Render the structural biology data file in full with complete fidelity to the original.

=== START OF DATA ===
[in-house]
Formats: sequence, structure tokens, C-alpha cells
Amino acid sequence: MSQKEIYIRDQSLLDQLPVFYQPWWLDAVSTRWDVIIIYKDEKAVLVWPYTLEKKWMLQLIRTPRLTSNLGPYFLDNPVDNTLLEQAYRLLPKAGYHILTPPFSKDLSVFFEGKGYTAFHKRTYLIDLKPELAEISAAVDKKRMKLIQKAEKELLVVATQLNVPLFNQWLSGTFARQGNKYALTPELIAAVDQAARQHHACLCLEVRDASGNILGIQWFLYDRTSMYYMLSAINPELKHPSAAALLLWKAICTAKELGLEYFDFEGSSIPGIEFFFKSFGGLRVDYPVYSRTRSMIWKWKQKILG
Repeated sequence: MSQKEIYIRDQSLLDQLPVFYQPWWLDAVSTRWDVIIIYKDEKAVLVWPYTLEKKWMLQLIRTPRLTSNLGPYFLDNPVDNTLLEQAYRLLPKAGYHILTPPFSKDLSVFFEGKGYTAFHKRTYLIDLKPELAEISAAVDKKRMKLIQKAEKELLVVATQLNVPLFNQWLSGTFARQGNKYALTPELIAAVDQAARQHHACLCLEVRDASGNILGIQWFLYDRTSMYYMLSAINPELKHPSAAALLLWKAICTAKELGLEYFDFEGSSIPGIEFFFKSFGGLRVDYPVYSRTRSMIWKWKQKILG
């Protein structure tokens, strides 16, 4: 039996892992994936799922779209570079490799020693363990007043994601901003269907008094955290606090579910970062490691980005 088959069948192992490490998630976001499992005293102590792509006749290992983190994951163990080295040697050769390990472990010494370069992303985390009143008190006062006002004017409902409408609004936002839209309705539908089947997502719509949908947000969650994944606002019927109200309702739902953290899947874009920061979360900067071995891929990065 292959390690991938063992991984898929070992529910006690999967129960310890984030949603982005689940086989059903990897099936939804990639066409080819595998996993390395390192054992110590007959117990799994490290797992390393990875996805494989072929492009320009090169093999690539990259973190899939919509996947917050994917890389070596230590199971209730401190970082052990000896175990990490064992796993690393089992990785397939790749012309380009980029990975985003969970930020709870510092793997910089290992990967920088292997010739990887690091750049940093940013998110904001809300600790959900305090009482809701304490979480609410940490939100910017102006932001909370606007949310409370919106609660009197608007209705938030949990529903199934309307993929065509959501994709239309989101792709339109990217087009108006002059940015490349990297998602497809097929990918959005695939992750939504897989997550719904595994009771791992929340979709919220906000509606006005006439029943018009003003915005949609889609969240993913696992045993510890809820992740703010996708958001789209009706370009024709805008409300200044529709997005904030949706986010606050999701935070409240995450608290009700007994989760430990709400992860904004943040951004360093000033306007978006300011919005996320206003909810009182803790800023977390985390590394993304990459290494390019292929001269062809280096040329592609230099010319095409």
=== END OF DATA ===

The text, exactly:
[in-house]
Formats: sequence, structure tokens, C-alpha cells
Amino acid sequence: MSQKEIYIRDQSLLDQLPVFYQPWWLDAVSTRWDVIIIYKDEKAVLVWPYTLEKKWMLQLIRTPRLTSNLGPYFLDNPVDNTLLEQAYRLLPKAGYHILTPPFSKDLSVFFEGKGYTAFHKRTYLIDLKPELAEISAAVDKKRMKLIQKAEKELLVVATQLNVPLFNQWLSGTFARQGNKYALTPELIAAVDQAARQHHACLCLEVRDASGNILGIQWFLYDRTSMYYMLSAINPELKHPSAAALLLWKAICTAKELGLEYFDFEGSSIPGIEFFFKSFGGLRVDYPVYSRTRSMIWKWKQKILG
Repeated sequence: MSQKEIYIRDQSLLDQLPVFYQPWWLDAVSTRWDVIIIYKDEKAVLVWPYTLEKKWMLQLIRTPRLTSNLGPYFLDNPVDNTLLEQAYRLLPKAGYHILTPPFSKDLSVFFEGKGYTAFHKRTYLIDLKPELAEISAAVDKKRMKLIQKAEKELLVVATQLNVPLFNQWLSGTFARQGNKYALTPELIAAVDQAARQHHACLCLEVRDASGNILGIQWFLYDRTSMYYMLSAINPELKHPSAAALLLWKAICTAKELGLEYFDFEGSSIPGIEFFFKSFGGLRVDYPVYSRTRSMIWKWKQKILG
């Protein structure tokens, strides 16, 4: 039996892992994936799922779209570079490799020693363990007043994601901003269907008094955290606090579910970062490691980005 088959069948192992490490998630976001499992005293102590792509006749290992983190994951163990080295040697050769390990472990010494370069992303985390009143008190006062006002004017409902409408609004936002839209309705539908089947997502719509949908947000969650994944606002019927109200309702739902953290899947874009920061979360900067071995891929990065 292959390690991938063992991984898929070992529910006690999967129960310890984030949603982005689940086989059903990897099936939804990639066409080819595998996993390395390192054992110590007959117990799994490290797992390393990875996805494989072929492009320009090169093999690539990259973190899939919509996947917050994917890389070596230590199971209730401190970082052990000896175990990490064992796993690393089992990785397939790749012309380009980029990975985003969970930020709870510092793997910089290992990967920088292997010739990887690091750049940093940013998110904001809300600790959900305090009482809701304490979480609410940490939100910017102006932001909370606007949310409370919106609660009197608007209705938030949990529903199934309307993929065509959501994709239309989101792709339109990217087009108006002059940015490349990297998602497809097929990918959005695939992750939504897989997550719904595994009771791992929340979709919220906000509606006005006439029943018009003003915005949609889609969240993913696992045993510890809820992740703010996708958001789209009706370009024709805008409300200044529709997005904030949706986010606050999701935070409240995450608290009700007994989760430990709400992860904004943040951004360093000033306007978006300011919005996320206003909810009182803790800023977390985390590394993304990459290494390019292929001269062809280096040329592609230099010319095409």